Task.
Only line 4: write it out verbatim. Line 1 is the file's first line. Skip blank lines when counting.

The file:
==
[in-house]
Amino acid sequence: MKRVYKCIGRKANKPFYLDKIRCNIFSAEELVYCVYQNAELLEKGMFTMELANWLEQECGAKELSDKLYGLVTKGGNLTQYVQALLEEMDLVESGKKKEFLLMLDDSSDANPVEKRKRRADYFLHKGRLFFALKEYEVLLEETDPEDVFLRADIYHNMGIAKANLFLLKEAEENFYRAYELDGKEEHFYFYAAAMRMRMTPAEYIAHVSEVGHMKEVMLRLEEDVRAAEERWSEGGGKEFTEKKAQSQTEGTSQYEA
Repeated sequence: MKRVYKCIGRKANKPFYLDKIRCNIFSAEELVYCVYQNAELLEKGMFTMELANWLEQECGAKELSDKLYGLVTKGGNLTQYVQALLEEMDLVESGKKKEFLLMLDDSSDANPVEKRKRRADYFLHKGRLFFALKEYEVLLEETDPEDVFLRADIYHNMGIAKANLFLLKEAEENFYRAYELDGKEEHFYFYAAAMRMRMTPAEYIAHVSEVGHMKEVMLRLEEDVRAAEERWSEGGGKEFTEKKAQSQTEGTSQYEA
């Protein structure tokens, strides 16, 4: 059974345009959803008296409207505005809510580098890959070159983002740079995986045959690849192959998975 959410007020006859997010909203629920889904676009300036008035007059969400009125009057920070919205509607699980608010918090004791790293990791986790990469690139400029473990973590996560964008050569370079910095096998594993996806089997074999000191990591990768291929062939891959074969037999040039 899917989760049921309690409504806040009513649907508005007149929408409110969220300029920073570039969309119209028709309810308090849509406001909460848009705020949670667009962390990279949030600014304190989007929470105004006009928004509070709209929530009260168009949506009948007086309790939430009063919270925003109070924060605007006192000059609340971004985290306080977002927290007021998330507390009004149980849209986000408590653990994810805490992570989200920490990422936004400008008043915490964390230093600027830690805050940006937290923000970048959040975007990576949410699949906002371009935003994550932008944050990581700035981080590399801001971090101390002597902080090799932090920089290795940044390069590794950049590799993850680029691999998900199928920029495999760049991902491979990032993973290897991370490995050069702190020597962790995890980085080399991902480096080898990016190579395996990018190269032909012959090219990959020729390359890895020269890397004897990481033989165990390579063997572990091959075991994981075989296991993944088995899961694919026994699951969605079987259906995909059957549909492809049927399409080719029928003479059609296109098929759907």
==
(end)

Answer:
């Protein structure tokens, strides 16, 4: 059974345009959803008296409207505005809510580098890959070159983002740079995986045959690849192959998975 959410007020006859997010909203629920889904676009300036008035007059969400009125009057920070919205509607699980608010918090004791790293990791986790990469690139400029473990973590996560964008050569370079910095096998594993996806089997074999000191990591990768291929062939891959074969037999040039 899917989760049921309690409504806040009513649907508005007149929408409110969220300029920073570039969309119209028709309810308090849509406001909460848009705020949670667009962390990279949030600014304190989007929470105004006009928004509070709209929530009260168009949506009948007086309790939430009063919270925003109070924060605007006192000059609340971004985290306080977002927290007021998330507390009004149980849209986000408590653990994810805490992570989200920490990422936004400008008043915490964390230093600027830690805050940006937290923000970048959040975007990576949410699949906002371009935003994550932008944050990581700035981080590399801001971090101390002597902080090799932090920089290795940044390069590794950049590799993850680029691999998900199928920029495999760049991902491979990032993973290897991370490995050069702190020597962790995890980085080399991902480096080898990016190579395996990018190269032909012959090219990959020729390359890895020269890397004897990481033989165990390579063997572990091959075991994981075989296991993944088995899961694919026994699951969605079987259906995909059957549909492809049927399409080719029928003479059609296109098929759907």